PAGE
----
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Identification of novel genes involved in DNA damage response by screening a genome-wide Schizosaccharomyces pombe deletion library

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DNA damage response (DDR) plays pivotal roles in maintaining genome integrity and stability. An effective DDR requires the involvement of hundreds of genes that compose a complicated network. Because DDR is highly conserved in evolution, studies in lower eukaryotes can provide valuable information to elucidate the mechanism in higher organisms. Fission yeast (Schizosaccharomyces pombe) has emerged as an excellent model for DDR research in recent years. To identify novel genes involved in DDR, we screened a genome-wide S. pombe haploid deletion library against six different DNA damage reagents. The library covered 90.5% of the nonessential genes of S. pombe.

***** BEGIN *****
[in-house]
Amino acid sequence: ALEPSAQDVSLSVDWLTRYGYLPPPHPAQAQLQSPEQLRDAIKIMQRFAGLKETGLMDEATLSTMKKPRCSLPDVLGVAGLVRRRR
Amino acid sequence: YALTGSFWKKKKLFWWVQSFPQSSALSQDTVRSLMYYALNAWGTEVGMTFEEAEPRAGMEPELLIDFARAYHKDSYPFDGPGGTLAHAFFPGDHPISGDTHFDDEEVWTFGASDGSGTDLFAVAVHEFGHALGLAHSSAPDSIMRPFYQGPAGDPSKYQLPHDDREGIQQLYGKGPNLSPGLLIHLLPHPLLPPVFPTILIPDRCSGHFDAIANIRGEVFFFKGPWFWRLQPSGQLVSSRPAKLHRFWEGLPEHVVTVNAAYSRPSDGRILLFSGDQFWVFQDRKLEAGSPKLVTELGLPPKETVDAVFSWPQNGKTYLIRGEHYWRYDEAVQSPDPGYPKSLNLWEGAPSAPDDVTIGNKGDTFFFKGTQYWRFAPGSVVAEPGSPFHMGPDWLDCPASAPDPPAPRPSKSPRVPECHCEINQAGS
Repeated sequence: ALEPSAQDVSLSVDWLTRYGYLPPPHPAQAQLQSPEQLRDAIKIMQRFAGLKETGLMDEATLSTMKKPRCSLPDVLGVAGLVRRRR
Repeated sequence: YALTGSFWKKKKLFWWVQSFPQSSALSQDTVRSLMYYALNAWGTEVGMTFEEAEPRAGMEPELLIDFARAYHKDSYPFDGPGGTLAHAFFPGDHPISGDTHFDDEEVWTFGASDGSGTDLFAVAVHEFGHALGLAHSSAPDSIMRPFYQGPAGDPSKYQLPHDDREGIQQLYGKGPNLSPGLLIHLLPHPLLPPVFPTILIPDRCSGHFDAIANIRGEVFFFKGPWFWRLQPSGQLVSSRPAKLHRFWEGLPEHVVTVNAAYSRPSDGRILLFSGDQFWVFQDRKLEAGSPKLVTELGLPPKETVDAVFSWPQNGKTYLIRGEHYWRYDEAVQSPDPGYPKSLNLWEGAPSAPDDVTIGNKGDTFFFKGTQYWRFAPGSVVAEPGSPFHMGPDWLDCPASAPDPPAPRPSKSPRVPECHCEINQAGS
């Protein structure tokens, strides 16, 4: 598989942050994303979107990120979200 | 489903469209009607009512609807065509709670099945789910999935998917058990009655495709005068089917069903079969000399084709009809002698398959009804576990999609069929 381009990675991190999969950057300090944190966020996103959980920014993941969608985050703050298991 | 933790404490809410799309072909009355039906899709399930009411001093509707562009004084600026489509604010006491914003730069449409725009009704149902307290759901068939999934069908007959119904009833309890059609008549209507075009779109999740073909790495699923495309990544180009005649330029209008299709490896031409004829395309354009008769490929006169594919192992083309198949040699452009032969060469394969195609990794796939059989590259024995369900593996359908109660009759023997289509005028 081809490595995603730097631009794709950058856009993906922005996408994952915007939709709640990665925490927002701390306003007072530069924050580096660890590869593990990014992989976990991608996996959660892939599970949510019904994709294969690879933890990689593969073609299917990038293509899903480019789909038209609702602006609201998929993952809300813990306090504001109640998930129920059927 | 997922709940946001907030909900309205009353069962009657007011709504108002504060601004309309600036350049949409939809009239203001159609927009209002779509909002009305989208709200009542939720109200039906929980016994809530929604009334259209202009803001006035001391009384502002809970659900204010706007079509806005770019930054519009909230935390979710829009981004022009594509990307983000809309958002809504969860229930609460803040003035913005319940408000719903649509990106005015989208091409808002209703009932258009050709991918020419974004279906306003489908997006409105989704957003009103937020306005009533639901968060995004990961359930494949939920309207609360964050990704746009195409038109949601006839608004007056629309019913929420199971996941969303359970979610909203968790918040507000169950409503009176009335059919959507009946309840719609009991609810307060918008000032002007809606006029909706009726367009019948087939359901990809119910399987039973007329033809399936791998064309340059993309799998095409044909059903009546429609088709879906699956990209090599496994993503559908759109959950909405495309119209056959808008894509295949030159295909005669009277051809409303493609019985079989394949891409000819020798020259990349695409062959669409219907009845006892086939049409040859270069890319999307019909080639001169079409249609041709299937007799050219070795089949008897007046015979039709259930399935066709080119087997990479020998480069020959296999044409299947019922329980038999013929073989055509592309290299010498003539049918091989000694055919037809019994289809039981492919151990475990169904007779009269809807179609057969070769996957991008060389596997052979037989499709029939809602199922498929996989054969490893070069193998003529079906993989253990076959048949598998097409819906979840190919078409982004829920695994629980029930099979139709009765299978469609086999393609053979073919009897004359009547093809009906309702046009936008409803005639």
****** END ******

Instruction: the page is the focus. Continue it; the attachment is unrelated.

We have identified 52 genes that were actively involved in DDR. Among the 52 genes, 20 genes were linked to DDR for the first time. Flow cytometry analysis of the repair defective mutants revealed that most of them exhibited a defect in cell cycle progression, and some caused genome instability. Microarray analysis and genetic complementation assays were carried out to characterize 6 of the novel DDR genes in more detail. Data suggested that SPBC2A9.02 and SPAC27D7.08c were required for efficient DNA replication initiation because they interacted genetically with DNA replication initiation proteins Abp1 and Abp2. In addition, deletion of sgf73+, meu29+, sec65+ or pab1+ caused improper cytokinesis and DNA re-replication, which contributed to the diploidization in the mutants.